Sri Lankan Defence Minister Ruwan Wijewardene told Parliament Tuesday afternoon initial investigations suggests the bombings were a retaliation against last month’s attack on Christchurch mosques in New Zealand. He did not offer evidence or a source for this information.
The claim has been sharply questioned by the New Zealand government, and terror experts who said the coordinated attacks would have taken months to plan.
Meanwhile, the Islamic State group is claiming responsibility for the Easter attacks in Sri Lanka that killed at least 321 people, but offered no evidence.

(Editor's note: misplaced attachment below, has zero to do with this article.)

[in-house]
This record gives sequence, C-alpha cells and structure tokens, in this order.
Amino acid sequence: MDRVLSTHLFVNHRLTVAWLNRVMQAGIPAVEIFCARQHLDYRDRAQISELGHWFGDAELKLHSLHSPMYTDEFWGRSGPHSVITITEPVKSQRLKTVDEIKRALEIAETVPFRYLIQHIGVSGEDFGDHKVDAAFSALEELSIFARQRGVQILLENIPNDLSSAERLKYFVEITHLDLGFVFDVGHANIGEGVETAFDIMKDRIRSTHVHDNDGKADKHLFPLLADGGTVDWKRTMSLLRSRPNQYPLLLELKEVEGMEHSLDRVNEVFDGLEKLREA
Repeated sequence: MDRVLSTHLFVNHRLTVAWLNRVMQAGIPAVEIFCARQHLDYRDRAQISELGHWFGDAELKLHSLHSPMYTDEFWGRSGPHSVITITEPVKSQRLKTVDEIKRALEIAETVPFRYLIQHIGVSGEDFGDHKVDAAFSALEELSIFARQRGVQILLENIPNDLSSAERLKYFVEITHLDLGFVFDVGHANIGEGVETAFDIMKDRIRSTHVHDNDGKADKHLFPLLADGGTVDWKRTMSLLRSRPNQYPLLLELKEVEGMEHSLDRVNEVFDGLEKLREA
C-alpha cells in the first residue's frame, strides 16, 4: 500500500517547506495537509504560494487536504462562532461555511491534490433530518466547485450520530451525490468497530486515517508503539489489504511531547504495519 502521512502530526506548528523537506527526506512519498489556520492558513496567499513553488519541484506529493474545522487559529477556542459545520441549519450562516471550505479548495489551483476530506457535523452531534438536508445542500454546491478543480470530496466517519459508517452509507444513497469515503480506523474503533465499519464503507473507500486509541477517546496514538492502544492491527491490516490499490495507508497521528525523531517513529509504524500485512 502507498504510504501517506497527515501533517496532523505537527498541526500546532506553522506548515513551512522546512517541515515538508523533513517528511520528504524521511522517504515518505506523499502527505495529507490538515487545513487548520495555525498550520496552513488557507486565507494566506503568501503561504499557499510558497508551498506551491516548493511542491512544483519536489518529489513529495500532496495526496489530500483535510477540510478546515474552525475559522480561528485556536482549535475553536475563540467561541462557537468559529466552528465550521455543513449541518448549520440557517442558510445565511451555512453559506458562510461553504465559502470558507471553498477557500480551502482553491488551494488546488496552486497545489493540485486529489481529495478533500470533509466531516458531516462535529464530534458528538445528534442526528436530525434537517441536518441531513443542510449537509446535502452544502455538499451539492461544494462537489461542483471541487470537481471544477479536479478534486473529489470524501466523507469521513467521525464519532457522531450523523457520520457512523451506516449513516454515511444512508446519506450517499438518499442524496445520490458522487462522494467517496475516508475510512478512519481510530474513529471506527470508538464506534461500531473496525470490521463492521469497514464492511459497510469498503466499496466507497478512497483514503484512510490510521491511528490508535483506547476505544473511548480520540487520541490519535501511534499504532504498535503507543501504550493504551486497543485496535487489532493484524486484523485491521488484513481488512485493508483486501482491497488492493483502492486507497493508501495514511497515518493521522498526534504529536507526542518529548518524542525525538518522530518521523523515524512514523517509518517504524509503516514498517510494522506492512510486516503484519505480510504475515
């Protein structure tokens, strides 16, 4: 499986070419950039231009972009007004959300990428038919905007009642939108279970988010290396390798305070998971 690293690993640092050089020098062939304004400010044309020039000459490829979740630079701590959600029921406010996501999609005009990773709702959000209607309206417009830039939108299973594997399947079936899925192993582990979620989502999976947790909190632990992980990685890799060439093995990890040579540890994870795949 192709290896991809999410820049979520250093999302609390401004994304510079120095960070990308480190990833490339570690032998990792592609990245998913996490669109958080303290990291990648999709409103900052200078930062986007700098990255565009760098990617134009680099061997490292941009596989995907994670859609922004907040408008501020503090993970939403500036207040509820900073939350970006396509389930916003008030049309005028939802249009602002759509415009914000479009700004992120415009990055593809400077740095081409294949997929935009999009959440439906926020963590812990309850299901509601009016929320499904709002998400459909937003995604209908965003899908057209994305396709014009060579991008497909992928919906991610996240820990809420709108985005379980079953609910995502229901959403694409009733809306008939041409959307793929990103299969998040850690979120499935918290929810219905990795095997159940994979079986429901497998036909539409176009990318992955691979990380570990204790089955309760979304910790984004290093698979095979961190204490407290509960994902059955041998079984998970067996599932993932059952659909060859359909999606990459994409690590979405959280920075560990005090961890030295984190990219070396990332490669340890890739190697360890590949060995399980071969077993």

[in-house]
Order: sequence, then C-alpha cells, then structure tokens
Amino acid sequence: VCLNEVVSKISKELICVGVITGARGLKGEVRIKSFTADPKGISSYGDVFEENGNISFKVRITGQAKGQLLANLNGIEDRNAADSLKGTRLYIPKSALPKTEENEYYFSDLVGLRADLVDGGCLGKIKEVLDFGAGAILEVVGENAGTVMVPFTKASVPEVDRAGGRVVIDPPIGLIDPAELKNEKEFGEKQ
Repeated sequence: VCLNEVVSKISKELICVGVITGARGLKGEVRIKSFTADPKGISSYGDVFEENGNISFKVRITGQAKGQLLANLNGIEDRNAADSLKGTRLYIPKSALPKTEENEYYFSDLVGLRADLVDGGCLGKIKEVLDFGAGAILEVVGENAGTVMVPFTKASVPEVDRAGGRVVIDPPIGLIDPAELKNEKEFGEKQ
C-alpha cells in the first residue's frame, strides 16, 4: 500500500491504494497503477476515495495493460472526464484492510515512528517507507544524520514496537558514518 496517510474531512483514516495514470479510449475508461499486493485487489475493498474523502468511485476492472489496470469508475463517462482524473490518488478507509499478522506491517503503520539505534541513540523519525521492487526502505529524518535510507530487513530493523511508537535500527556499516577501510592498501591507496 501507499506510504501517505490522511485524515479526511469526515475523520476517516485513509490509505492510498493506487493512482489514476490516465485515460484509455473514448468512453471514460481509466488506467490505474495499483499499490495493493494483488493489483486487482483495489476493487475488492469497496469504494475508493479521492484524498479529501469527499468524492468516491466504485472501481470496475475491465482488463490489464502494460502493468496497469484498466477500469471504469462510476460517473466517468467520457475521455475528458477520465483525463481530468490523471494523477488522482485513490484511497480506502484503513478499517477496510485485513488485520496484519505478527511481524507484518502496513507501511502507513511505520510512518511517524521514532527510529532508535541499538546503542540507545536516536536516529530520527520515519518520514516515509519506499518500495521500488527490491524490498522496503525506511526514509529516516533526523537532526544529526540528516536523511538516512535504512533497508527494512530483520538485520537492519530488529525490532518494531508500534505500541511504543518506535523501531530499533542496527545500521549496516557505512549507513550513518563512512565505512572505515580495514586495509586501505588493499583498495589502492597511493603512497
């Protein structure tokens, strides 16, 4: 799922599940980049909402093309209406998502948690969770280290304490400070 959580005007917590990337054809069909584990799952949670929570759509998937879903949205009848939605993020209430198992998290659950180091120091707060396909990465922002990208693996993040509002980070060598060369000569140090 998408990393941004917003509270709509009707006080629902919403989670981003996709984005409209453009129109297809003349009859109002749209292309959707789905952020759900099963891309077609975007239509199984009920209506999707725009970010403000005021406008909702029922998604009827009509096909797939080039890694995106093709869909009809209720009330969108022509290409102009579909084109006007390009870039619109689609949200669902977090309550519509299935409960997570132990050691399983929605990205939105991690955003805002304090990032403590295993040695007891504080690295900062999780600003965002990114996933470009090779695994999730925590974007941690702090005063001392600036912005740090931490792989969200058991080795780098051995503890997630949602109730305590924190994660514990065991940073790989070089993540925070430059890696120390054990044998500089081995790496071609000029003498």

The extremist group made the claim on Tuesday via its Aamaq news agency.
The claim said: “The perpetrators of the attack that targeted nationals of the countries of the coalitions and Christians in Sri Lanka before yesterday are fighters from the Islamic State.”
Sri Lanka’s intelligence service, acting on a tip-off from international agencies, sent a memo to key security officials on April 11 warning that plans were being made for attacks on churches, hotels and the High Commission of India. The communique gave the names, addresses and phone numbers of suspects, but the authorities apparently did not act.
President Maithripala Sirisena visited the area on Monday morning. “Why did he even come here?” asked a young woman, who preferred not to be named.
“They have failed,” said Father Fernando. “They should have informed the church. It was written in [the letter]. We would have cancelled the services.”